The narrative itself has measurable purpose, though, and Inarritu’s dialogue is consistently productive in driving home themes such as the protagonist’s relevance in a world devoid of stability, and Michael Keaton in this role is astounding. He gives everything to the character, displaying the physical pain whilst also helping to establish a psychological negativity within that cements Birdman as the work it is. Edward Norton and Emma Stone also assist with great work to complete Inarritu’s film as one of the most absorbing, ingenious and frequently enchanting films in many years.
This is uncompromising, chilling, and downright stunning in the way it depicts a narrative structured on violence and what we perceive as a lack of identity to drive it. In truth, Skonieczny’s film is a mysterious art film portraying a man on a mission to search out two people, whom as he calls them mother and father, and kill them. It’s blunt initially in how the violence, if a little slight and knowing when you get a gist of what the picture is about, but there’s a fascination to the approach of Hardkor Disko. Nothing is truly given away here, simply Skonieczny is observing one man’s objective and we see it through the eyes of its deranged figure, portrayed by a penetrating Marcin Kowalczyk who exemplifies the unsettling atmosphere running through Hardkor Disko. It’s a little surprising that this enigma hasn’t generated any considerable buzz outside its Poland homeland as it’s truly one of the most effective releases I’ve seen this year. An unsettling, fascinating, precise work of cinema, Skonieczny is someone to keep a eye on in the future.
This might seem to some to just be hyperbole, but my viewing of Alejandro Jodorowsky’s spiritual horror Santa Sangre – if I can classify it that way – last year truly changed my cinematic life. It was a film of immense precision, not only in how the director structured events and guided a narrative, but through the use of overt symbolism and its unparalleled intelligence. Jodorowsky is known for the mind bending oddities of his cinematic adventures deservedly so, but many forget just how intelligent the man is with how tales are acted out and characters defined.
Santa Sangre is home to all those qualities and it’s for that reason, and many I can’t even begin to explain, that I proudly proclaim it to be the greatest film I’ve ever witnessed. It’s a masterpiece, an unstoppable force, unlike anything I’m ever likely to see. It’s also one of Jodorowsky’s final works until now oddly enough and it’s fascinating to see how enthusiastic the director remains despite a lengthy 23 years gap between films.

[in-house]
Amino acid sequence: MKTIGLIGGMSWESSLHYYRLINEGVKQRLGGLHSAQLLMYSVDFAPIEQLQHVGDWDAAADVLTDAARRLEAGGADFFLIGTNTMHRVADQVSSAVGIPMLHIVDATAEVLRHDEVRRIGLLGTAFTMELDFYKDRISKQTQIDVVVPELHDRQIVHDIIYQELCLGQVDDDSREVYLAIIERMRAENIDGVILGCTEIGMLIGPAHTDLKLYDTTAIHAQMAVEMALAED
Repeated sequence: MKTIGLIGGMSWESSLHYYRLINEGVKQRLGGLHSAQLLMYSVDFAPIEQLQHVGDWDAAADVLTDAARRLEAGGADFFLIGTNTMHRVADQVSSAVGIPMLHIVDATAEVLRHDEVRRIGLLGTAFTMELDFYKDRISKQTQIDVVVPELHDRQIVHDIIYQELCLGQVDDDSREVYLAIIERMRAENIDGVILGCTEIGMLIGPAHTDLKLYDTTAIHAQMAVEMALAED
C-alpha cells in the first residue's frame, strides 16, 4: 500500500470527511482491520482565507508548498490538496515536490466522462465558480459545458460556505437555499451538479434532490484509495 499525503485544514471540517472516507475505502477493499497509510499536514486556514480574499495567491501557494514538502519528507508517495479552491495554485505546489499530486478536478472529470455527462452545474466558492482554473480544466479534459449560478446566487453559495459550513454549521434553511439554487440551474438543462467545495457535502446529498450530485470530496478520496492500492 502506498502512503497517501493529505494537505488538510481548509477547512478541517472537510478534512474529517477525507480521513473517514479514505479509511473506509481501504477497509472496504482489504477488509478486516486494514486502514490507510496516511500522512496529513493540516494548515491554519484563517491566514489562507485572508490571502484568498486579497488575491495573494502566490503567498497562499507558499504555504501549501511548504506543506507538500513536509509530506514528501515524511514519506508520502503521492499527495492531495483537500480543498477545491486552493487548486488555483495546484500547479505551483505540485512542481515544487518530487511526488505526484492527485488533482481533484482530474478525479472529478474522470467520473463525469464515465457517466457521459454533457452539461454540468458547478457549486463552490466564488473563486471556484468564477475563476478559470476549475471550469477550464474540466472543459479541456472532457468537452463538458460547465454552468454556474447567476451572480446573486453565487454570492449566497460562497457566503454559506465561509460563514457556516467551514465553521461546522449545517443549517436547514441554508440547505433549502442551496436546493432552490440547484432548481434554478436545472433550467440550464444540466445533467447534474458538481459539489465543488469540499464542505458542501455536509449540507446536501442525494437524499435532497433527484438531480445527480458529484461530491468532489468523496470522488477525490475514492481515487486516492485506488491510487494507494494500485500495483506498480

It was perhaps a little unwise to have unhealthy expectations of a work similar to the quality of Santa Sangre, but whilst The Dance of Reality isn’t drenched in the overt symbolism Jodrowsky has trademarked over the years – He is 85 years old after all – there exists in this film a charisma by way of how sequences are constructed and the narrative is told. Many have labelled it as Jodorowsky’s 8½ due to the way The Dance of Reality’s events are told with an autobiographical strategy, and truth be told the comparison to Fellini’s classic is one of the few ways I can even begin to describe the format of Jodorowsky’s latest, even if what the Chilean maestro is telling here is far beyond anything Fellini attempted.
On many occasions here, Jodorowsky overshadows the narrative quite literally as a sort of ‘’guardian angel’’ detailing his childhood and relationship with his controlling, yet rational father. It’s exhilarating, Jodorowsky detailing events with a less harrowing – it’s still dark and menacing – approach to that of the character’s evolution during Santa Sangre, before the tale drifts towards the demise of his father through a sequence of powerful, poetic times in his life.
To say much more about what Jodorowsky is doing here is not only difficult, but it would damage the experience of any potential viewer. All I will say is that with The Dance of Reality, a film I’ve been eagerly anticipated for what seems like an eternity, has cemented his place as my favourite filmmaker of all-time. A god of cinema.